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March 18, 2013 Citrix Conference Center, Santa Clara, CA
Moonalice poster by John Seabury
According to Moonalice legend, our tribe’s middle name is Bud, but it’s nickname is Mobility. Tonight’s poster by John Seabury depicts our new mascot, Templeton Moonalice, the white bird of mobility. Templeton is a tough old bird, having survived two decades of battles against his arch-enemy, Windows the Dodo. Fortunately, Dodo cannot fly, so the future for Templeton looks very bright!
The Acker Awards is a tribute given to members of the avant garde arts community who have made outstanding contributions in their discipline in defiance of convention, or else served their fellow writers and artists in outstanding ways. The award is named after novelist Kathy Acker who in her life and work exemplified the risk-taking and uncompromising dedication that identifies the true avant garde artist. Acker Awards are granted to both living and deceased members of the New York or San Franisco communities. The cities were chosen for their historic linkage as centers for the avant garde. In time, though, communities in other cities will be asked to participate. The providers of the Acker Awards are Alan Kaufman (San Francisco) and Clayton Patterson (New York City). The recipients were determined through extensive discussion with members of the arts communities in both cities.
This year’s recipients will have the opportunity to both nominate and vote for future recipients of the Acker Awards. 2013 San Francisco recipients of the 2013 Acker Award will gather to receive their award onstage at Viracocha on June 6, 2013, 7-9PM.
Join the event on Facebook for more details.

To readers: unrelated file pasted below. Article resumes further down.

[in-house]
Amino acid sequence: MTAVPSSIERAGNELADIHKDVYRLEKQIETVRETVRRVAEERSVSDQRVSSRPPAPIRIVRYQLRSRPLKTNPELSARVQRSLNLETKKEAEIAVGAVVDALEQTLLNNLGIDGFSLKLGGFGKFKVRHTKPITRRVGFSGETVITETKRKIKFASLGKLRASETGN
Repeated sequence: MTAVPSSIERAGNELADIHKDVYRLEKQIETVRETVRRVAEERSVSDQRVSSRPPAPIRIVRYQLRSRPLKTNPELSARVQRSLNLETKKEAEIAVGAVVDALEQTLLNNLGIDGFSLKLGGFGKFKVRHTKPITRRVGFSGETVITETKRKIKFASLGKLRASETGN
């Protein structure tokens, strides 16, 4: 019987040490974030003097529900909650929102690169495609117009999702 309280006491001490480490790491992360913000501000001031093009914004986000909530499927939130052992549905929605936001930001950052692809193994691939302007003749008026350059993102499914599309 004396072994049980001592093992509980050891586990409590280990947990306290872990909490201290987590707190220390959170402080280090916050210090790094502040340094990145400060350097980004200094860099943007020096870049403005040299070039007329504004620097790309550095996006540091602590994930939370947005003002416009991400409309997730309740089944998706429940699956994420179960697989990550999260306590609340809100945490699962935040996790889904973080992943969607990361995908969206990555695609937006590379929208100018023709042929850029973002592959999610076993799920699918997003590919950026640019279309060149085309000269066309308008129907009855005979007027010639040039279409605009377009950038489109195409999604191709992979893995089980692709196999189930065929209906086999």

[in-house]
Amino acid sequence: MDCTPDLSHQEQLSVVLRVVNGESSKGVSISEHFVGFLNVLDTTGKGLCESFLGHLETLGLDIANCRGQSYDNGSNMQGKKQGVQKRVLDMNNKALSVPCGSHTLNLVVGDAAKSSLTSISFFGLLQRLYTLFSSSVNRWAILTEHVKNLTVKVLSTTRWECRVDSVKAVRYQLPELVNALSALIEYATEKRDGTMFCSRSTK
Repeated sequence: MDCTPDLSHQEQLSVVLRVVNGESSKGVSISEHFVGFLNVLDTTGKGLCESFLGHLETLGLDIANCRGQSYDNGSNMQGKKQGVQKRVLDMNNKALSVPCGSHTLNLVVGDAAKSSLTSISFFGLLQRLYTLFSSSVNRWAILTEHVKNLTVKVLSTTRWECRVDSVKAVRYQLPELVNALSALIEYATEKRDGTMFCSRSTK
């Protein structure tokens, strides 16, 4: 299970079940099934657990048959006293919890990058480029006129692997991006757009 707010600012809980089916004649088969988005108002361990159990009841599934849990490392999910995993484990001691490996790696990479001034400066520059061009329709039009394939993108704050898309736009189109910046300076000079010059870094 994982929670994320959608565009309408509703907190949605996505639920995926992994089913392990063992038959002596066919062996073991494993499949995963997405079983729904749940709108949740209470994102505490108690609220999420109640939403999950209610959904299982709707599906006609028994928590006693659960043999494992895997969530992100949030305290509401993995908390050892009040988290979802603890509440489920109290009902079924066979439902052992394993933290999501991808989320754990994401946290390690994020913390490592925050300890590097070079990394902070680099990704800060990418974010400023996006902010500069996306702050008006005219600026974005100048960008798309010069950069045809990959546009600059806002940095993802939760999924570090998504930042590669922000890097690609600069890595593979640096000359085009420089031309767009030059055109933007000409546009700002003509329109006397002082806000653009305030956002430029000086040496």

Viracocha 998 Valencia St, San Francisco
March 17, 2013 Sweetwater Music Hall, Mill Valley, CA
Moonalice poster by Wes Wilson
According to Moonalice legend, everything you know about St. Patrick is wrong. Snakes in Ireland? You must be kidding. Today’s poster by Wes Wilson depicts the true story of St. Patrick Moonalice, the legendary first saint of our tribe. Long, long ago, in the earliest days of the Moonalice tribe, alcohol was still popular. Saint Pat himself was a total lush. He drank so much that the tribe refused to let him drink their booze. Blinded by the DTs, Pat invented hemp wine. He drank so much of that first batch that his skin turned green. His recipe for hemp wine has been lost forever, but the tradition of turning green on March 17 remains a lasting tribute to our first saint.
March 16, 2013 Hiller Aviation Museum, San Carlos, CA
Moonalice poster by Carolyn Ferris
According to Moonalice legend, tonight’s poster by Carolyn Ferris depicts Scarlett Footwear Moonalice, who insisted that everyone in our tribe have a pair of shoes. In the old days, our tribe was less than diligent in cleaning up after the many dogs, horses, and wombats that lived with them and Scarlett insisted that everyone protect their feet. As she was fond of saying, her middle name was Footwear!! So every year she gave every Moonalice a new pair of shoes. Most of the shoes were brown, but if you were really, really good, the shoes she gave you were red.
Winston Smith & Grant’s Tomb Gallery present
A small show of prints by Gee Vaucher
Additional artwork by Winston Smith
Friday, March 15th 7pm-10pm
Winston Smith, who had a recent exhibit at Varnish Fine Art, will be opening the doors of Grant’s Tomb Gallery on Friday, March 15th to present First Impressions, a small show of prints by Gee Vaucher and additional art from Winston. If you can’t attend the Moonalice show at George’s Nightclub that night, stop by Winston’s Smith place to see some amazing art.
Tasty nibblies and other treats will be provided by Chick Fontaine.
(These goodies are available in limited supply so come one, come all — and come early!!!)
Winston and Gee will be in attendance for this one-night-only event.
About Gee Vaucher
East London born Gee Vaucher started gaining recognition producing politically outspoken record covers for anarcho-punk band Crass in the late 1970s. Her work became a strong influence for protest art as well as the punk and anarchist aesthetic of her time. Using her diverse interest in all forms of art, she produced paintings and collages that exposed the absurdity and hypocrisy of ‘civilised’ society with frank and often disturbing imagery.
After Crass disbanded Vaucher moved away from overt world politics and started producing work of a more personal nature, exploring the psychological diversity and delema of social inter-relationships. Vaucher’s work is hard-hitting with a gripping aesthetic and has been exhibited internationally as well as being included in a number of books and publications.
50-A Bannam Place, San Francisco